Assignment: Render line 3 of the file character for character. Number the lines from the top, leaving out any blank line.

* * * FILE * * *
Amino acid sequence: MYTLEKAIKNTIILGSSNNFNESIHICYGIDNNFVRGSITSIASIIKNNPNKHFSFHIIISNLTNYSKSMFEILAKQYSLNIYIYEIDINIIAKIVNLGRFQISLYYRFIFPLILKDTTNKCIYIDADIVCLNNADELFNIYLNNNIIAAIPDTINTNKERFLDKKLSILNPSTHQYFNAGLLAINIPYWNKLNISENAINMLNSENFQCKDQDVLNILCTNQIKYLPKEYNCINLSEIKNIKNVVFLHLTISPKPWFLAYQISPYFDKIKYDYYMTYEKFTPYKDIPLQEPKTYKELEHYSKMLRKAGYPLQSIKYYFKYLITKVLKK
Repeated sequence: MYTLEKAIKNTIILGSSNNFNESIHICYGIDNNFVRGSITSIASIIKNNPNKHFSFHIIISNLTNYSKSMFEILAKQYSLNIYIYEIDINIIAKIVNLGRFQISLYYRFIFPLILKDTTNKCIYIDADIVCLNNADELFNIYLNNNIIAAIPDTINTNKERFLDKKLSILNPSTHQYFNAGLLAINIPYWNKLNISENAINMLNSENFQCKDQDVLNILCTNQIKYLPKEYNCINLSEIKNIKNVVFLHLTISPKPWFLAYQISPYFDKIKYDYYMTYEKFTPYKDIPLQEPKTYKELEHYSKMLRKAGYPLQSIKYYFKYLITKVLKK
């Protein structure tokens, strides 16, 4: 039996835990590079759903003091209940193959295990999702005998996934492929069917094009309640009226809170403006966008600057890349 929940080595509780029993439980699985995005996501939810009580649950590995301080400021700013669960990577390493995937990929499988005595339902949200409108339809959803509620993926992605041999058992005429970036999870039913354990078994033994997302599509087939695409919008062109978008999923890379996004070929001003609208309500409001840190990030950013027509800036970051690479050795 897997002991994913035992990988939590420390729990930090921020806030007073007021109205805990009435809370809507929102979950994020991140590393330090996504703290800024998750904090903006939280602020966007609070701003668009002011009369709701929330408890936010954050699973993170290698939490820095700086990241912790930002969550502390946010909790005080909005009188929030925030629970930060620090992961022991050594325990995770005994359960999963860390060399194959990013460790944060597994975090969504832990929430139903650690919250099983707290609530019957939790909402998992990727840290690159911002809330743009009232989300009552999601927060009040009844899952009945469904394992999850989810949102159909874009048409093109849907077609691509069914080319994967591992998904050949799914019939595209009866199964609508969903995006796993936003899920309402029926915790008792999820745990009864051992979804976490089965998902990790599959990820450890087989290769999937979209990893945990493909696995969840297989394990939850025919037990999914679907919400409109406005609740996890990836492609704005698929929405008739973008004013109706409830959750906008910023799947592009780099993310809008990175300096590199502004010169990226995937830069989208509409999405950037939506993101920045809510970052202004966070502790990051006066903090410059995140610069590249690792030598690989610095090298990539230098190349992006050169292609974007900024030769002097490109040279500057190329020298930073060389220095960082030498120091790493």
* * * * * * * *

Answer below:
């Protein structure tokens, strides 16, 4: 039996835990590079759903003091209940193959295990999702005998996934492929069917094009309640009226809170403006966008600057890349 929940080595509780029993439980699985995005996501939810009580649950590995301080400021700013669960990577390493995937990929499988005595339902949200409108339809959803509620993926992605041999058992005429970036999870039913354990078994033994997302599509087939695409919008062109978008999923890379996004070929001003609208309500409001840190990030950013027509800036970051690479050795 897997002991994913035992990988939590420390729990930090921020806030007073007021109205805990009435809370809507929102979950994020991140590393330090996504703290800024998750904090903006939280602020966007609070701003668009002011009369709701929330408890936010954050699973993170290698939490820095700086990241912790930002969550502390946010909790005080909005009188929030925030629970930060620090992961022991050594325990995770005994359960999963860390060399194959990013460790944060597994975090969504832990929430139903650690919250099983707290609530019957939790909402998992990727840290690159911002809330743009009232989300009552999601927060009040009844899952009945469904394992999850989810949102159909874009048409093109849907077609691509069914080319994967591992998904050949799914019939595209009866199964609508969903995006796993936003899920309402029926915790008792999820745990009864051992979804976490089965998902990790599959990820450890087989290769999937979209990893945990493909696995969840297989394990939850025919037990999914679907919400409109406005609740996890990836492609704005698929929405008739973008004013109706409830959750906008910023799947592009780099993310809008990175300096590199502004010169990226995937830069989208509409999405950037939506993101920045809510970052202004966070502790990051006066903090410059995140610069590249690792030598690989610095090298990539230098190349992006050169292609974007900024030769002097490109040279500057190329020298930073060389220095960082030498120091790493």